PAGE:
Now that Adrian Fenty has lost his bid for a second term as mayor of the nation’s capital, the education world is buzzing about the fate of Michelle Rhee, his outspoken schools chancellor.
Ms. Rhee has become a national figure, much beloved by many outside the district. At home, however, she is a lightning rod and a polarizing personality. In her three plus years she has closed nearly two dozen schools, fired more than 15 percent of her central office staff, and let more than 100 teachers go for inadequate performance.
While many say that Ms. Rhee has made long overdue changes in a dysfunctional system, others complained that she entered the system fighting and alienated teachers with her confrontational approach.
Indeed, both the local and national teachers unions campaigned to get rid of her and, by extension, some of the changes she has made.
By some reports, the unions spent over $100,000 to defeat Mr. Fenty and, by extension, Ms. Rhee and her policies.
What about Michelle Rhee herself? Would she want to stay on and report to Fenty’s probable successor, City Council Chairman Vincent Gray? (By winning the Democratic primary Tuesday, Gray became assured of winning the general election in this overwhelmingly Democratic city.)
Washington Post Metro Columnist Robert McCartney wrote that if Gray wants to reach out to the residents who voted against him, he should find a way to keep Rhee.
I sat down with Michelle Rhee for the final (12th!) chapter in our NewsHour coverage in late summer. I asked her whether she could work for Vincent Gray, should Mr. Fenty lose.
MICHELLE RHEE: I don’t believe that I can do this job and serve the children well unless I have the backing of the mayor, of my boss, in the way that Fenty has given me, and that I’ve never seen another politician who provides that kind of support.
That nearly closes the door–but not quite.
Then, late in the campaign Ms. Rhee made campaign appearances on Mr. Fenty’s behalf, always identified as a private citizen and not as a public official. Some accused her of violating laws against campaigning, while others noted that she may have cost Mr. Fenty votes, given how unpopular she had become in certain parts of Washington. I asked her about her taking a public stand.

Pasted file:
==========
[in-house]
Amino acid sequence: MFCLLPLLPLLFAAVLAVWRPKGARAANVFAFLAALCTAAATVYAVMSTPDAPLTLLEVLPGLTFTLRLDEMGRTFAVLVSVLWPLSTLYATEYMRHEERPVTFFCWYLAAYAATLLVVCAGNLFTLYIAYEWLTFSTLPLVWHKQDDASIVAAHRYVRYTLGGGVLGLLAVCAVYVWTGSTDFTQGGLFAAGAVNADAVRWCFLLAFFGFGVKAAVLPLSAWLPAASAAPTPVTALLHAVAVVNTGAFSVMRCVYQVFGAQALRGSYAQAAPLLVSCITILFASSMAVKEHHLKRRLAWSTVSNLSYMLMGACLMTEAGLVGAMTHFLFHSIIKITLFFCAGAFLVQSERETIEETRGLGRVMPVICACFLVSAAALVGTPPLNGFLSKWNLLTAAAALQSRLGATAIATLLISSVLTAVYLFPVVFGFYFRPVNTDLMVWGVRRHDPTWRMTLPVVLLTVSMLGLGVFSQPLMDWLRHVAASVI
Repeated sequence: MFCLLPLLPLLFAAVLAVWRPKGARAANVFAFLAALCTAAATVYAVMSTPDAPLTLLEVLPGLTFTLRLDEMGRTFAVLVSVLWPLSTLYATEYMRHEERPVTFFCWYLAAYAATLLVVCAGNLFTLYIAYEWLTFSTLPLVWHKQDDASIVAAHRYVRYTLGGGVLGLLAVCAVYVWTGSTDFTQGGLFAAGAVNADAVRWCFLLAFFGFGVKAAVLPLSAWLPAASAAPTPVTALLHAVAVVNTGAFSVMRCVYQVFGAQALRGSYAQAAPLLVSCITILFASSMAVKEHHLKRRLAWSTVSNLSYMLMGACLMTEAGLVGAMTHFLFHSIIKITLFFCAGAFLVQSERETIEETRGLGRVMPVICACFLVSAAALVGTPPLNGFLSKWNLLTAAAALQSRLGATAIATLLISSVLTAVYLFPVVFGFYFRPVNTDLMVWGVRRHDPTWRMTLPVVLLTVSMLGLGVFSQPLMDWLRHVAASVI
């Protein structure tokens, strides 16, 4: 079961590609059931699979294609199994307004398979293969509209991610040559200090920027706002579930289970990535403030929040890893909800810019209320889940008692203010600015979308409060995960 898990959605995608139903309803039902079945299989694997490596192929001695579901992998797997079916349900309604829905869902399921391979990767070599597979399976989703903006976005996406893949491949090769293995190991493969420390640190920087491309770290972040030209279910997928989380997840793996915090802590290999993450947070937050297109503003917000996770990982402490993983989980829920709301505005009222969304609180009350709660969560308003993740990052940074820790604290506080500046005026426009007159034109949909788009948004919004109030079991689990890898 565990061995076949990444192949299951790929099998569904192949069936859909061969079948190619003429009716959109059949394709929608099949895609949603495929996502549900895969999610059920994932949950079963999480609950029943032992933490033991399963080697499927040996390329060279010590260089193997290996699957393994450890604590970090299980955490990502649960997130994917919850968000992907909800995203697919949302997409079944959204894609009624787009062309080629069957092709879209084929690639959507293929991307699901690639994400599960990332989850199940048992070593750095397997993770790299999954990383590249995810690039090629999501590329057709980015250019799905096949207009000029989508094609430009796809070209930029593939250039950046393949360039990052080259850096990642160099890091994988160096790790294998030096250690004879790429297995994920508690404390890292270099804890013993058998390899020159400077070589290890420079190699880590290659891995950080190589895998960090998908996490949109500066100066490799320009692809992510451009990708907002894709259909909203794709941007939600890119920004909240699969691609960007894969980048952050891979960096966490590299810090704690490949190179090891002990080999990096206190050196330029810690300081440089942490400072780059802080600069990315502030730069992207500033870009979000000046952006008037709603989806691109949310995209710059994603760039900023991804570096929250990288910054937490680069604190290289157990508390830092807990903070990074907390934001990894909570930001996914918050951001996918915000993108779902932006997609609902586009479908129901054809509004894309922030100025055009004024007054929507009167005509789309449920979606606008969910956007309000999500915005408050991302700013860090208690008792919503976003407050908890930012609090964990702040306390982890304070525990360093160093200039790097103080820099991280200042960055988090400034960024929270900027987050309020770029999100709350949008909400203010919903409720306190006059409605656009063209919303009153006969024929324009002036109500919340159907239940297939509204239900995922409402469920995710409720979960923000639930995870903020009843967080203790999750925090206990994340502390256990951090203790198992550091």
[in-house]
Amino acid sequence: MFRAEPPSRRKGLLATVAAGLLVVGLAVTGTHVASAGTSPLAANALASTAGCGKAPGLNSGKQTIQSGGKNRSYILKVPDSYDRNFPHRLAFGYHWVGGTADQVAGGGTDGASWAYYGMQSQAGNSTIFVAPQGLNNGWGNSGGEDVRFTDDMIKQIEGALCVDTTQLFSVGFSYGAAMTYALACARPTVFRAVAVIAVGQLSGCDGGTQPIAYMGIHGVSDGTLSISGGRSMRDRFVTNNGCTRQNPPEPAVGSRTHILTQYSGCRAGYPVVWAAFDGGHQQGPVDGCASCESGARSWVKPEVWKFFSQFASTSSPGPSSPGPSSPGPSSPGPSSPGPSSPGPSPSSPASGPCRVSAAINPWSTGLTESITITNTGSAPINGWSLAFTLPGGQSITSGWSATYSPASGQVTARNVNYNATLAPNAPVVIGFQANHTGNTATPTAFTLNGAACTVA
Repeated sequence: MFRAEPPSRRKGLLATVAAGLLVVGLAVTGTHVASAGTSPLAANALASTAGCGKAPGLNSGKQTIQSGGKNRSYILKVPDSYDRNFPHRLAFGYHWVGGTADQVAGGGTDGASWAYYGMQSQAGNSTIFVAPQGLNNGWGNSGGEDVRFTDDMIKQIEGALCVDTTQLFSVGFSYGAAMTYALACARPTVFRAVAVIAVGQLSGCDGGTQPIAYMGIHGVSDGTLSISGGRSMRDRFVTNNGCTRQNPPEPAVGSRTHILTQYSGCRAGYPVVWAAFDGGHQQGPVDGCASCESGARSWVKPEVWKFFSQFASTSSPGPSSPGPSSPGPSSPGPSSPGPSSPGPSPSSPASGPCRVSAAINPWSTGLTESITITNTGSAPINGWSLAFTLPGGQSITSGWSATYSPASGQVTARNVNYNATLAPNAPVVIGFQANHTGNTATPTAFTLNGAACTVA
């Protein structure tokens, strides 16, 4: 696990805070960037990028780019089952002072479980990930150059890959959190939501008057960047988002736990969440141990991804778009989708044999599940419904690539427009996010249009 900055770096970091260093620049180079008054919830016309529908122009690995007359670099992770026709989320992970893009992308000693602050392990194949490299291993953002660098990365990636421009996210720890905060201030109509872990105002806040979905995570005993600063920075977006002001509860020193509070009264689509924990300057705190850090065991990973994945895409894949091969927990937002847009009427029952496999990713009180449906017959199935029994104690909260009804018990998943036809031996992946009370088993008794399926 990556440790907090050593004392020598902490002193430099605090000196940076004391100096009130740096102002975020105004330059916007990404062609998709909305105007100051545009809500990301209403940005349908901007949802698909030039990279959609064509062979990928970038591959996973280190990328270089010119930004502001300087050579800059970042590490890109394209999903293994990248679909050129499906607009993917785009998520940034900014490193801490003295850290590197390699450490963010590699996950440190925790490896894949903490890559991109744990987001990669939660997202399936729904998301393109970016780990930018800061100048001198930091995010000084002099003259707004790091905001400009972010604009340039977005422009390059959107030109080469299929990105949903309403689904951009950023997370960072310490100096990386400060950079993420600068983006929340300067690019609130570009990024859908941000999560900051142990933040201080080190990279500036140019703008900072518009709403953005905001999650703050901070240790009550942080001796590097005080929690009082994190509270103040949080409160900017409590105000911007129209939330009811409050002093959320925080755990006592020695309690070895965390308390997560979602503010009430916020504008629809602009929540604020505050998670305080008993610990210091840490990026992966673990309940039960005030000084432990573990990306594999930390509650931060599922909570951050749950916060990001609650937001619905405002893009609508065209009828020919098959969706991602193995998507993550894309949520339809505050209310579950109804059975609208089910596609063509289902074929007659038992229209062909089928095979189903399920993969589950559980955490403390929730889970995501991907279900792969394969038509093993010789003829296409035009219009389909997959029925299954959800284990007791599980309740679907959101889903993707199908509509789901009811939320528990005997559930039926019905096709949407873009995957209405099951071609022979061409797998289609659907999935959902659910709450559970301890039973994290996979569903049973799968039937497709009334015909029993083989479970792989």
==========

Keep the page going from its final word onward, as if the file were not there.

JOHN MERROW: Did you cross a line there? I mean, there are rules about electioneering.
MICHELLE RHEE: I was asked a question, and I was answering the question. Um, and again, I’m not saying to people, “You should vote for this person” or “You should vote for that person.” I think that what I wanted to communicate to people was that there is a very clear choice in this election. You have two men with very different opinions, very different philosophies about how to approach school reform. And so, as it pertains to the schools, not anything else, but as it pertains to the schools, you have a very clear-cut choice, and I happen to be a part of the future in one man’s philosophy, not in the other’s. But I’m not saying to people, ‘Go one way or go the other.’ What I’m saying is, for me personally, I know that I wouldn’t be able to serve the children of this city well unless I had the kind of support that Fenty has given me.
So did she leave the door open? What will Vincent Gray do, given the strong support he got from Michelle Rhee’s strongest detractors? And, if Michelle Rhee leaves, what will happen to the financial commitments made by national foundations?
Given that Arne Duncan’s “Race to the Top” competition recently anointed DC as one of only a dozen winners ($75,000,000!), what complications would ensue if Ms. Rhee were to leave? And, if she stays, will she be able to change her behavior and become more inclusive, less confrontational?
So many questions, but the answers are certain to emerge in the not-too-distant future.
I address some of the possibilities in “Below C Level,” my new book, because even as I was writing that chapter a few months ago, questions about her surviving were being raised.
Those memorable lyrics are running through my head, and perhaps through hers: “Should I stay, or should I go?”
Learn more about special education correspondent John Merrow’s reporting on the Learning Matters website.